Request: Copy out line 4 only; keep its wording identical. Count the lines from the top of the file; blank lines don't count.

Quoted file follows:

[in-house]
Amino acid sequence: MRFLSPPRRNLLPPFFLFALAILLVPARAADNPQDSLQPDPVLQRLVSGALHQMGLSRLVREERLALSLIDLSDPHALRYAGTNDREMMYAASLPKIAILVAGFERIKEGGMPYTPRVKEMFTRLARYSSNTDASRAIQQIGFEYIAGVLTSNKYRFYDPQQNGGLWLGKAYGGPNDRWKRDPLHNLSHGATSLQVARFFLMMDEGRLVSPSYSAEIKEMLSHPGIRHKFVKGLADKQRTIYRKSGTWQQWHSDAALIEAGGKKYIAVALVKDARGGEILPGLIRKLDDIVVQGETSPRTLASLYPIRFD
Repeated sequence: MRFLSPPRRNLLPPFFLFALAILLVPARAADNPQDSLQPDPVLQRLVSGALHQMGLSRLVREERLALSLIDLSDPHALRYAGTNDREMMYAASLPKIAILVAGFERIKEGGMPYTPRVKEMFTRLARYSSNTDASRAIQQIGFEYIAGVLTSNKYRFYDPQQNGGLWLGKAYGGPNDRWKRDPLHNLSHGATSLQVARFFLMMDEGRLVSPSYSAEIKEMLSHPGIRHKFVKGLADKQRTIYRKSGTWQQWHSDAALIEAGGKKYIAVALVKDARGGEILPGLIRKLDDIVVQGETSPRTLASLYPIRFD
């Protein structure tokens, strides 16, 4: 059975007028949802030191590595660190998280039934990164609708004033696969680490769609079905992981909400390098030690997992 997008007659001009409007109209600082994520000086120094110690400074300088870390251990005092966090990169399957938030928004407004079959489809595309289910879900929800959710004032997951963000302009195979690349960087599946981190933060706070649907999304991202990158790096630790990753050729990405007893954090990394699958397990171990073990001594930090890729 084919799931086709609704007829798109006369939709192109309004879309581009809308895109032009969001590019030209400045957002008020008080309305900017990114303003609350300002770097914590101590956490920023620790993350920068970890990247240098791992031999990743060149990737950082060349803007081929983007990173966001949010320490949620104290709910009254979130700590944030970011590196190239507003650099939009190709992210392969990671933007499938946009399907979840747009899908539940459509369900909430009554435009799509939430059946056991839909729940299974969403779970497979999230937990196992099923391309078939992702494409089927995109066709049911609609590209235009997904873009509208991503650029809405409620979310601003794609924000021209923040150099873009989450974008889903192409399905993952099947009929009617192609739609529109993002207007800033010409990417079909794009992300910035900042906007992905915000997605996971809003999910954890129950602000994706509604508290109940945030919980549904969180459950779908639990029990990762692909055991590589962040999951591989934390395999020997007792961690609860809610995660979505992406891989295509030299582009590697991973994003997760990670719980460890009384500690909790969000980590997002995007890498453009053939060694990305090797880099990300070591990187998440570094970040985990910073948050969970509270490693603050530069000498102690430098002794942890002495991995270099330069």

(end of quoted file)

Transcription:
């Protein structure tokens, strides 16, 4: 059975007028949802030191590595660190998280039934990164609708004033696969680490769609079905992981909400390098030690997992 997008007659001009409007109209600082994520000086120094110690400074300088870390251990005092966090990169399957938030928004407004079959489809595309289910879900929800959710004032997951963000302009195979690349960087599946981190933060706070649907999304991202990158790096630790990753050729990405007893954090990394699958397990171990073990001594930090890729 084919799931086709609704007829798109006369939709192109309004879309581009809308895109032009969001590019030209400045957002008020008080309305900017990114303003609350300002770097914590101590956490920023620790993350920068970890990247240098791992031999990743060149990737950082060349803007081929983007990173966001949010320490949620104290709910009254979130700590944030970011590196190239507003650099939009190709992210392969990671933007499938946009399907979840747009899908539940459509369900909430009554435009799509939430059946056991839909729940299974969403779970497979999230937990196992099923391309078939992702494409089927995109066709049911609609590209235009997904873009509208991503650029809405409620979310601003794609924000021209923040150099873009989450974008889903192409399905993952099947009929009617192609739609529109993002207007800033010409990417079909794009992300910035900042906007992905915000997605996971809003999910954890129950602000994706509604508290109940945030919980549904969180459950779908639990029990990762692909055991590589962040999951591989934390395999020997007792961690609860809610995660979505992406891989295509030299582009590697991973994003997760990670719980460890009384500690909790969000980590997002995007890498453009053939060694990305090797880099990300070591990187998440570094970040985990910073948050969970509270490693603050530069000498102690430098002794942890002495991995270099330069």